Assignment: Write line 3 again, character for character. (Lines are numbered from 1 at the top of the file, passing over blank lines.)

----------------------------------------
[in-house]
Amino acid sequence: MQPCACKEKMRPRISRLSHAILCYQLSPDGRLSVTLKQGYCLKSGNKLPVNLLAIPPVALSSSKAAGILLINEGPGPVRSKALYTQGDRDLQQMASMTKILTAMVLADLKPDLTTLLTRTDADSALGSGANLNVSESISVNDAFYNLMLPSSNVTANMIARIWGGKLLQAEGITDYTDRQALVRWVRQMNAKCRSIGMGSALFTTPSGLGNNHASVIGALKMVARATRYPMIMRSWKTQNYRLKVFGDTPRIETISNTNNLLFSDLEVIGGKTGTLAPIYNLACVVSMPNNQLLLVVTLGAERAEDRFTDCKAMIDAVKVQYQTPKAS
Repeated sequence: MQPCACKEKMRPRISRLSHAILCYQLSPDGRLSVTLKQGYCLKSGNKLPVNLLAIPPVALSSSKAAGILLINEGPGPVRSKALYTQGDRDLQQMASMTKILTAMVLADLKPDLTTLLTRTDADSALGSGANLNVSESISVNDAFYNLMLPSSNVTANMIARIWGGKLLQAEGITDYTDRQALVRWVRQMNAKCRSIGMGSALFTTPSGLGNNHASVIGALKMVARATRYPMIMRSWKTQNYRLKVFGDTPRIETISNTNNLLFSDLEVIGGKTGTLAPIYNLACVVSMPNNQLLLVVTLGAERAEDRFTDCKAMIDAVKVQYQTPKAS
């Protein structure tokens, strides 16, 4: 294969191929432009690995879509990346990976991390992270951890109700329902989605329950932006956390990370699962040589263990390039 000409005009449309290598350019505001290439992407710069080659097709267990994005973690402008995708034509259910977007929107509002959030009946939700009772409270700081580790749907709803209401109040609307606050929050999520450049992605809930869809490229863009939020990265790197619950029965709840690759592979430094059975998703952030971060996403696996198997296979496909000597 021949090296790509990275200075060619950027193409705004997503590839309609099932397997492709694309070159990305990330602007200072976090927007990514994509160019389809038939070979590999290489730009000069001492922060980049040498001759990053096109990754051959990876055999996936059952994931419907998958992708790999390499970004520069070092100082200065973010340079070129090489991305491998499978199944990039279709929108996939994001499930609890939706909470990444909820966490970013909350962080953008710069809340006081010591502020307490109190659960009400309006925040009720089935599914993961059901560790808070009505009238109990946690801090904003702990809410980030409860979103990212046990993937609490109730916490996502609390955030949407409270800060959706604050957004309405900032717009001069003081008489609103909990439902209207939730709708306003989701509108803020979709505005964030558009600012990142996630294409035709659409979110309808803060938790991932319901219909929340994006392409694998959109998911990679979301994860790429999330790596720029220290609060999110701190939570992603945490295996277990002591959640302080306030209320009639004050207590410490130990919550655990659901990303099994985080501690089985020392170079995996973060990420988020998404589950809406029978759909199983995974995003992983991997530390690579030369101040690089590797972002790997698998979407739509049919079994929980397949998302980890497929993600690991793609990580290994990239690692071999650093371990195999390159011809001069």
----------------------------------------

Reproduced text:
Repeated sequence: MQPCACKEKMRPRISRLSHAILCYQLSPDGRLSVTLKQGYCLKSGNKLPVNLLAIPPVALSSSKAAGILLINEGPGPVRSKALYTQGDRDLQQMASMTKILTAMVLADLKPDLTTLLTRTDADSALGSGANLNVSESISVNDAFYNLMLPSSNVTANMIARIWGGKLLQAEGITDYTDRQALVRWVRQMNAKCRSIGMGSALFTTPSGLGNNHASVIGALKMVARATRYPMIMRSWKTQNYRLKVFGDTPRIETISNTNNLLFSDLEVIGGKTGTLAPIYNLACVVSMPNNQLLLVVTLGAERAEDRFTDCKAMIDAVKVQYQTPKAS